There are important nuances in online platforms that nonprofits should be aware of. Some platforms are tailored for creative projects, while others cater specifically to nonprofits interested in using crowdfunding to fundraise. Additionally, different platforms charge different fees: some charge more if a project doesn’t reach its goal, while others don’t charge a fee at all, but also don’t allow the sponsoring nonprofit to collect donations unless they reach the target amount. In that case, donations are never actually collected/debited from the donor’s credit card, so donors’ contributions are not made, and neither the crowdfunding platform nor the nonprofit receive revenue. Something to be alert to: All crowdfunding platforms charge a baseline processing fee, and fees vary.

Pros and Cons of Crowdfunding for Nonprofit Fundraising

Some commentators suggest crowdfunding is pushing charitable nonprofits to be more transparent, since crowdfunding platforms encourage nonprofits to showcase specific projects and indicate how and where a donation of ten, twenty, or fifty dollars will be used. Others point out that online crowdfunding could open up new avenues for fraud, since donors often have not had person-to-person contact with the organization they contribute to. Still others warn that potential donors—who could be anyone from your neighbor to a sympathetic donor thousands of miles away – are less likely to be repeat donors, and that the time, energy, and effort required to host a successful crowdfunding event is draining, with very little promise for a long-term financial return.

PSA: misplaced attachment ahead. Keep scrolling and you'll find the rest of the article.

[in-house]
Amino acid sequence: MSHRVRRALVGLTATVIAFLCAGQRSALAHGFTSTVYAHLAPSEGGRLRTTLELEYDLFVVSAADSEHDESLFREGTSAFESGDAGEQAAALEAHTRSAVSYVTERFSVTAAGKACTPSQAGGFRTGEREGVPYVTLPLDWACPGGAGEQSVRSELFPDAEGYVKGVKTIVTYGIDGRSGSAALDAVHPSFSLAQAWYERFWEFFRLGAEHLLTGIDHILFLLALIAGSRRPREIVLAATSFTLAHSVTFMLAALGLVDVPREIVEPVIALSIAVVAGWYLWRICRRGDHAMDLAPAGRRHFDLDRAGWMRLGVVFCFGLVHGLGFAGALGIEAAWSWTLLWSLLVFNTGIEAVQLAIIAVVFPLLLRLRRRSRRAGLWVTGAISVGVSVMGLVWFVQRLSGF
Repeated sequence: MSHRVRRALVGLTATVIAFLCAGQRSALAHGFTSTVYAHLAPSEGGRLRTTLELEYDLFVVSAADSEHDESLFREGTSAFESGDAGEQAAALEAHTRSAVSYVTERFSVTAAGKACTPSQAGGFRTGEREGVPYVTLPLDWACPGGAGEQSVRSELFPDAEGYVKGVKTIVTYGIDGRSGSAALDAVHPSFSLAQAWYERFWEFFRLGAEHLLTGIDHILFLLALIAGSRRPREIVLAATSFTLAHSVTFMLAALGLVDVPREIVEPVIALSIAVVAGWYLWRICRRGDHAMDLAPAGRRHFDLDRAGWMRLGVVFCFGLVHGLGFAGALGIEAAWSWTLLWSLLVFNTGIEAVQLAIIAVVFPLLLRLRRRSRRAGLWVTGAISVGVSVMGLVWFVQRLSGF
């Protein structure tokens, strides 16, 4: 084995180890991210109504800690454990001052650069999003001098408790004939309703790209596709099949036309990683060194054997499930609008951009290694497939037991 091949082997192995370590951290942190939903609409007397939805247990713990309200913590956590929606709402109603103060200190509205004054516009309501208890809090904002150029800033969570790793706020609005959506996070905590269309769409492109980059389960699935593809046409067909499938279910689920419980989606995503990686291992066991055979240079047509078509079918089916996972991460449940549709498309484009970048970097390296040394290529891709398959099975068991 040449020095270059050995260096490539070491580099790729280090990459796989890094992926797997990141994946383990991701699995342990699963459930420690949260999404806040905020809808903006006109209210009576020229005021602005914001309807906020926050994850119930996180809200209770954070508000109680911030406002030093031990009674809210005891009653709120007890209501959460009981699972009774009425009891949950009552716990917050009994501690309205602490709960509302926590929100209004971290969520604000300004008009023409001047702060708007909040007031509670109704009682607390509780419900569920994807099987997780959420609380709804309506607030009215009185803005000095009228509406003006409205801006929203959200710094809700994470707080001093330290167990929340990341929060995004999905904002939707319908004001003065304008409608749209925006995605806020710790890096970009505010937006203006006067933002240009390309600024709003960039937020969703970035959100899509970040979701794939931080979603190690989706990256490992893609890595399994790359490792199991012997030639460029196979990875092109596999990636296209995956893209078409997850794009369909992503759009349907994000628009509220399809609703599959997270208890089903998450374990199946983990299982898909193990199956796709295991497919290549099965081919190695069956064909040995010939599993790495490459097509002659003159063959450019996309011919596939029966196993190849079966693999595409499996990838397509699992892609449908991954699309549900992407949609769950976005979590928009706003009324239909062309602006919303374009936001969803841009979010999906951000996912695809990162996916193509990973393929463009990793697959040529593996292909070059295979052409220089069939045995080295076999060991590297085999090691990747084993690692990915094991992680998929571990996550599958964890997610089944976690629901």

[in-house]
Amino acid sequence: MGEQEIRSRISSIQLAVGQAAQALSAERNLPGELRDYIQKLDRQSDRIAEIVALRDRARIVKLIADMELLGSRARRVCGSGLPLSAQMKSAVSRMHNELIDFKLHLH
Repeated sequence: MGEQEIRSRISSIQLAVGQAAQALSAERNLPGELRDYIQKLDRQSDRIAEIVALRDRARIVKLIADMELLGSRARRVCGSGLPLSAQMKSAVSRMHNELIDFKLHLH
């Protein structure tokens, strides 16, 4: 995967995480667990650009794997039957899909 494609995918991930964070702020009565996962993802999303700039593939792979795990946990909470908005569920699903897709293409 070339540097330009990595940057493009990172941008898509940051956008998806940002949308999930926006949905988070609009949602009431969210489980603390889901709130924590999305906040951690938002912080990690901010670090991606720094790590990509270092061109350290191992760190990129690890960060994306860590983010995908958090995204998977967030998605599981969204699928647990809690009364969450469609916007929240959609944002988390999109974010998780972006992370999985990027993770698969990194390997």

Before Your Nonprofit Crowdfunds….Caution!

As with any fundraising activity, nonprofits need to know the laws that regulate fundraising. In the majority of states there are laws that require charitable nonprofits to register with the state BEFORE soliciting residents of that state. This means that an online crowdfunding event for a California charitable event, hosted through a platform based in New York, sending messages to potential donors known to be in Illinois, has to wonder, “Which combination of these three states should our nonprofit be registered in?” Good question; one that savvy board members and staff members of charitable nonprofits are increasingly realizing they have to answer in order to responsibly raise funds using the internet or mobile technology, including crowdfunding.

Charitable solicitation laws in most states remain murky when it comes to solicitations via the internet or mobile technology, and such laws don't address crowdfunding - yet. While the Attorney General of Michigan recently issued a statement specifically about crowdfunding, it focuses less on the obligations of charitable nonprofits, and more on the obligation of donors to keep their eyes open for fraud. The National Association of State Charity Officials published Social Media and Internet Solicitation Wise Giving Tips that offers guidance to nonprofits, donors, and web-based fundraising platforms, warning the latter about their need to be aware of legal requirements pertaining to fundraising, and instructing them to alert the nonprofits they work with about state-specific charitable registration requirements. But don’t rely on the fundraising platforms – know what your nonprofit’s legal responsibilities are.

Ready for more? Join your state association of nonprofits to connect with useful information and stay up-to-date with trends, like crowdfunding, and review our resources on fundraisingcharitable registration, and crowdfunding